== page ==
"Listen carefully mate and keep quiet for a sec" (E0 in hex)
"Listen mate" (implying " and feel free to tell me what you think") (E1) and
"Listen to me mate and I really need your answer"(E2).

The [Address byte] is to define the "mate" we are talking to - e.g. a motor driving from East to West would be codenamed 31, an elevation motor driving up and down, or controlling tilt has handle 32, anything/everything on the line is referred to as 30. There are other possibilities too - "Yo, skew controller" is 21, "polarizer, my dude" is 20. These however are rarely used.

Finally the [Command byte] is the orders we give:
60 Halt - Stop moving
63 Limits Off Disable Limits
66 Limit E Set East Limit (& Enable recommended)
67 Limit W Set West Limit (& Enable recommended)
68 Drive East Drive Motor East (with optional timeout/steps)
69 Drive West Drive Motor West (with optional timeout/steps)
6A Store nn Store Satellite Position & Enable Limits
6B Goto nn Drive Motor to Satellite Position nn

Plus few extra commands, not mandatory, but defined:

64 PosStat Read Positioner Status Register
6E Goto x.x Drive Motor to Angular Position (degrees)
6F Set Positions (Re-) Calculate Satellite Positions

To get our unit to move our dish to position 2 stored in the motor's memory we would say "Listen motor, mate, move to 2, would you?" or E1 31 6B 02 in hex. Simple.

Click to enlarge
If manufacturers wanted to implement all DiSEqC 1.2 commands the menus could be long...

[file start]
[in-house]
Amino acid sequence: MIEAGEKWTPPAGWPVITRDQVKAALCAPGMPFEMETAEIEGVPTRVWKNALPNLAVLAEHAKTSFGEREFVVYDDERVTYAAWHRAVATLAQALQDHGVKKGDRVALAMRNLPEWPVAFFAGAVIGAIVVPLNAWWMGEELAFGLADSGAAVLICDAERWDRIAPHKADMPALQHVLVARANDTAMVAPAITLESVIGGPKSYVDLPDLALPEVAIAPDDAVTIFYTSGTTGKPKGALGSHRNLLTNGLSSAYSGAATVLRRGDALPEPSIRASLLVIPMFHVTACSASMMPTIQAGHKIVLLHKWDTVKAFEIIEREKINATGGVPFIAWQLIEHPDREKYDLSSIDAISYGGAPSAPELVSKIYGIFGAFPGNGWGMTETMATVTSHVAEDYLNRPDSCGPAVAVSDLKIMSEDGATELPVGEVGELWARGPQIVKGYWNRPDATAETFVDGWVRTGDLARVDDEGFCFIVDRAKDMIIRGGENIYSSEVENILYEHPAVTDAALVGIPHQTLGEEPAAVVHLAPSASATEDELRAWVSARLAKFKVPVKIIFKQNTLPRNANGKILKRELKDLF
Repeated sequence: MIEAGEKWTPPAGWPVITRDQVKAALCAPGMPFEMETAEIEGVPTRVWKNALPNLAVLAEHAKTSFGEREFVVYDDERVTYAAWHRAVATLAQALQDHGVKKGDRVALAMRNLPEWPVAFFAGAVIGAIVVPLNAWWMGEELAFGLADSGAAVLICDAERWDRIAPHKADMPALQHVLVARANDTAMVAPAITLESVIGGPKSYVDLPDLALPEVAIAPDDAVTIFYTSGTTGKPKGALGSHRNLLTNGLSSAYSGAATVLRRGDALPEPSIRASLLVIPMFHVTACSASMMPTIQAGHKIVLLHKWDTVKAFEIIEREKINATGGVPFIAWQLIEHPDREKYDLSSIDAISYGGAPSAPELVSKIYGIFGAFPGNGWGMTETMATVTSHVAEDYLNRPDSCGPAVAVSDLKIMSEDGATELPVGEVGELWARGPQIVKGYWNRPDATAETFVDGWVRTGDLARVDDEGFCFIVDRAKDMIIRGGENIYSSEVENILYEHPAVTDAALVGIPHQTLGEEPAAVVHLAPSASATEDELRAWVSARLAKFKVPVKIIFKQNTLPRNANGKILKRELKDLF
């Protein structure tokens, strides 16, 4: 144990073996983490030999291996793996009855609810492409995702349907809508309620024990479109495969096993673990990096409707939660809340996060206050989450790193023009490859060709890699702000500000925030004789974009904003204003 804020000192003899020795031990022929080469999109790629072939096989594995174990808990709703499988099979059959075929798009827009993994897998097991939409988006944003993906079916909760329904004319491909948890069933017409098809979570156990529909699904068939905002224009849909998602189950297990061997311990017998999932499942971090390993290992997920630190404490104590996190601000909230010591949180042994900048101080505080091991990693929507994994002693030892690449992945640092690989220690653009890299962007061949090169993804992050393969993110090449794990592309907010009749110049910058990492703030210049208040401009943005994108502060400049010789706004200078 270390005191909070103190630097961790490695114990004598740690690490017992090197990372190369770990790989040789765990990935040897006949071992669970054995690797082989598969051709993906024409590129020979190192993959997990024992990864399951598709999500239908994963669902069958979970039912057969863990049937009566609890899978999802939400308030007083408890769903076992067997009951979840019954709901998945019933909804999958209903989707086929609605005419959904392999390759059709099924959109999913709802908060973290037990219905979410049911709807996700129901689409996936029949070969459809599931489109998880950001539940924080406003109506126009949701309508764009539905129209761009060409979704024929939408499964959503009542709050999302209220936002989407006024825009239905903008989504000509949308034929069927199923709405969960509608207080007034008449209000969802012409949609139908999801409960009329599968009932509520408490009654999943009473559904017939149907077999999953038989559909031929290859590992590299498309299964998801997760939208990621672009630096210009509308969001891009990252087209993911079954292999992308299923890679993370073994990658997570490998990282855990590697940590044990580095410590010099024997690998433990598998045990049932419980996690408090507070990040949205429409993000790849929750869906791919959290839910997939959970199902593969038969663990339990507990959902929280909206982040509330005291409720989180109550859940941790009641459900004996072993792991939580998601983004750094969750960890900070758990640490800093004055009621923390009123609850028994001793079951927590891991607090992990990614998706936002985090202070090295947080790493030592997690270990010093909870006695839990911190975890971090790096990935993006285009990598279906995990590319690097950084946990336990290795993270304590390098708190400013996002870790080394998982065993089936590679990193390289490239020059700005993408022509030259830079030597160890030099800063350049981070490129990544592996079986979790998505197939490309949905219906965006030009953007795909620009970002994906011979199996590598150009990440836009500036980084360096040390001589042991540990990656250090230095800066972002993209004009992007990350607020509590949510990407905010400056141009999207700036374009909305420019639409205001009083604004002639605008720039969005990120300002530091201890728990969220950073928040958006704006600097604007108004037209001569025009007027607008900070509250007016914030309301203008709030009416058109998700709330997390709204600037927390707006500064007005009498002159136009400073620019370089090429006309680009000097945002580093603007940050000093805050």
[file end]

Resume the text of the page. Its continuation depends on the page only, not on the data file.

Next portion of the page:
But let's imagine we don't have anything stored in motor's memory at all and want to watch something on Sirius. We can say "Listen mate, move that motor east" (E1 31 68 (value)). But how do we tell the motor to stop or how far to go? The move command has the extra data byte for us to describe the movement. 00 would be "drive that dish till I tell you to stop". Hex values between 01 and 7F, or 1 and 127 tell the motor to drive x amount of seconds "drive that dish for 5 seconds". Negative hex values between 255-1 and 255-126 (80h' to FFh') tell motor how many steps to move "nudge that dish 5 steps". So to find our Sirius, we look at signal strength meter and say at least "Listen mate, move that motor till I tell you to stop" (e1 31 6b 00) and when the signal scale rise we shout "Listen carefully everyone and keep quiet for a sec... stop now!" (e0 30 60). We can then tell motor to remember where we are and store it as numbered position "Listen everyone, and keep quiet for a sec - remember the current point as position two" (e0 30 6A 02).

Technically, because of backward compatibility, the specification demands DiSEqC 1.2 equipment should also support the mandatory DiSEqC 1.0 and 1.1 commands. That would extend the list by

58 Write Freq Write channel frequency
38 Write N0 Write to Port group 0 (Committed switches)
39 Write N1 Write to Port group 1 (Uncommitted switches)
00 Reset Reset DiSEqC microcontroller

but good luck with finding any receiver that has those working while motorized options are enabled.